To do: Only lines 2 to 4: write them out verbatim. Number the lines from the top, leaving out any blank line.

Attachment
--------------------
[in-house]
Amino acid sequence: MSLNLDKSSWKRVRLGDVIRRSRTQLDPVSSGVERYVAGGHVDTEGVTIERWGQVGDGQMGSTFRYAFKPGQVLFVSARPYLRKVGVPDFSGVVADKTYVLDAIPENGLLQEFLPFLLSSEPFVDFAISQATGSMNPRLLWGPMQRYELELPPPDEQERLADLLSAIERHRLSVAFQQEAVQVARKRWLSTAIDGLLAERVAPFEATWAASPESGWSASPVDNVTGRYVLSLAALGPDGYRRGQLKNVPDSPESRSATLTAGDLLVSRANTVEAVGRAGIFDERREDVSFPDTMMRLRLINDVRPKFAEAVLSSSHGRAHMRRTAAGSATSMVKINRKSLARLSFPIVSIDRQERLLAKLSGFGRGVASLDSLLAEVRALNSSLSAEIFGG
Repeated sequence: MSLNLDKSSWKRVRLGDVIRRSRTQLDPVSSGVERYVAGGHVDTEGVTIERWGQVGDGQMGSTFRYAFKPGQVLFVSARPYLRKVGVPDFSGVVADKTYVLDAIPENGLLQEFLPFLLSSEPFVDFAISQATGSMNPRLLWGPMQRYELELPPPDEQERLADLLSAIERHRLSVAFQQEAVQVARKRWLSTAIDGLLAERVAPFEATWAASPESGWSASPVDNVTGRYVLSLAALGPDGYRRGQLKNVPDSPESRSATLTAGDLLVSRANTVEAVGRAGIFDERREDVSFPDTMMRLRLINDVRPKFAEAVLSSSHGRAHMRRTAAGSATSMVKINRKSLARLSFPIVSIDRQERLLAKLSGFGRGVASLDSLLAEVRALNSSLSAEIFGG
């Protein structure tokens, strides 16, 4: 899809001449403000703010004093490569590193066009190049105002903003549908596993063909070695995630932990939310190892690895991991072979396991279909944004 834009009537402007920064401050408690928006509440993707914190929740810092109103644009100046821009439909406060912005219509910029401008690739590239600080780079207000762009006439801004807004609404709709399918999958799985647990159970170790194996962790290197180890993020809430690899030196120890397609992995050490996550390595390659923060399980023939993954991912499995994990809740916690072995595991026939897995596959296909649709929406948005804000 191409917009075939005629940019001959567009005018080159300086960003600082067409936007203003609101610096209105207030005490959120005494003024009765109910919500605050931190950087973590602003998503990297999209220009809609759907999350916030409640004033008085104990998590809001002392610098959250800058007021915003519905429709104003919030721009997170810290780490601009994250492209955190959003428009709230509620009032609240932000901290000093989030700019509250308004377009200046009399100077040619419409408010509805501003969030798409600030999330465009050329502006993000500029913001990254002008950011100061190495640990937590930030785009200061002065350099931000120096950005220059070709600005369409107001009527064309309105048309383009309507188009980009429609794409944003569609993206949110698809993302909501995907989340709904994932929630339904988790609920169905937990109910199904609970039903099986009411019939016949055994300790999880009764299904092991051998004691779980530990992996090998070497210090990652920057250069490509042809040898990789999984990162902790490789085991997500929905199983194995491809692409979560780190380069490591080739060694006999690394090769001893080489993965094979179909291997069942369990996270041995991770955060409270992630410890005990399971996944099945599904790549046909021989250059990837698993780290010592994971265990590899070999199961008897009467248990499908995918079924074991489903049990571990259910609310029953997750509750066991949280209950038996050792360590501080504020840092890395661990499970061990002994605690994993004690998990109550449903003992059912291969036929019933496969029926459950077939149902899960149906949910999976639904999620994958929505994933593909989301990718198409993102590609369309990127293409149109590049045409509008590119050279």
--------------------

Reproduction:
Amino acid sequence: MSLNLDKSSWKRVRLGDVIRRSRTQLDPVSSGVERYVAGGHVDTEGVTIERWGQVGDGQMGSTFRYAFKPGQVLFVSARPYLRKVGVPDFSGVVADKTYVLDAIPENGLLQEFLPFLLSSEPFVDFAISQATGSMNPRLLWGPMQRYELELPPPDEQERLADLLSAIERHRLSVAFQQEAVQVARKRWLSTAIDGLLAERVAPFEATWAASPESGWSASPVDNVTGRYVLSLAALGPDGYRRGQLKNVPDSPESRSATLTAGDLLVSRANTVEAVGRAGIFDERREDVSFPDTMMRLRLINDVRPKFAEAVLSSSHGRAHMRRTAAGSATSMVKINRKSLARLSFPIVSIDRQERLLAKLSGFGRGVASLDSLLAEVRALNSSLSAEIFGG
Repeated sequence: MSLNLDKSSWKRVRLGDVIRRSRTQLDPVSSGVERYVAGGHVDTEGVTIERWGQVGDGQMGSTFRYAFKPGQVLFVSARPYLRKVGVPDFSGVVADKTYVLDAIPENGLLQEFLPFLLSSEPFVDFAISQATGSMNPRLLWGPMQRYELELPPPDEQERLADLLSAIERHRLSVAFQQEAVQVARKRWLSTAIDGLLAERVAPFEATWAASPESGWSASPVDNVTGRYVLSLAALGPDGYRRGQLKNVPDSPESRSATLTAGDLLVSRANTVEAVGRAGIFDERREDVSFPDTMMRLRLINDVRPKFAEAVLSSSHGRAHMRRTAAGSATSMVKINRKSLARLSFPIVSIDRQERLLAKLSGFGRGVASLDSLLAEVRALNSSLSAEIFGG
């Protein structure tokens, strides 16, 4: 899809001449403000703010004093490569590193066009190049105002903003549908596993063909070695995630932990939310190892690895991991072979396991279909944004 834009009537402007920064401050408690928006509440993707914190929740810092109103644009100046821009439909406060912005219509910029401008690739590239600080780079207000762009006439801004807004609404709709399918999958799985647990159970170790194996962790290197180890993020809430690899030196120890397609992995050490996550390595390659923060399980023939993954991912499995994990809740916690072995595991026939897995596959296909649709929406948005804000 191409917009075939005629940019001959567009005018080159300086960003600082067409936007203003609101610096209105207030005490959120005494003024009765109910919500605050931190950087973590602003998503990297999209220009809609759907999350916030409640004033008085104990998590809001002392610098959250800058007021915003519905429709104003919030721009997170810290780490601009994250492209955190959003428009709230509620009032609240932000901290000093989030700019509250308004377009200046009399100077040619419409408010509805501003969030798409600030999330465009050329502006993000500029913001990254002008950011100061190495640990937590930030785009200061002065350099931000120096950005220059070709600005369409107001009527064309309105048309383009309507188009980009429609794409944003569609993206949110698809993302909501995907989340709904994932929630339904988790609920169905937990109910199904609970039903099986009411019939016949055994300790999880009764299904092991051998004691779980530990992996090998070497210090990652920057250069490509042809040898990789999984990162902790490789085991997500929905199983194995491809692409979560780190380069490591080739060694006999690394090769001893080489993965094979179909291997069942369990996270041995991770955060409270992630410890005990399971996944099945599904790549046909021989250059990837698993780290010592994971265990590899070999199961008897009467248990499908995918079924074991489903049990571990259910609310029953997750509750066991949280209950038996050792360590501080504020840092890395661990499970061990002994605690994993004690998990109550449903003992059912291969036929019933496969029926459950077939149902899960149906949910999976639904999620994958929505994933593909989301990718198409993102590609369309990127293409149109590049045409509008590119050279």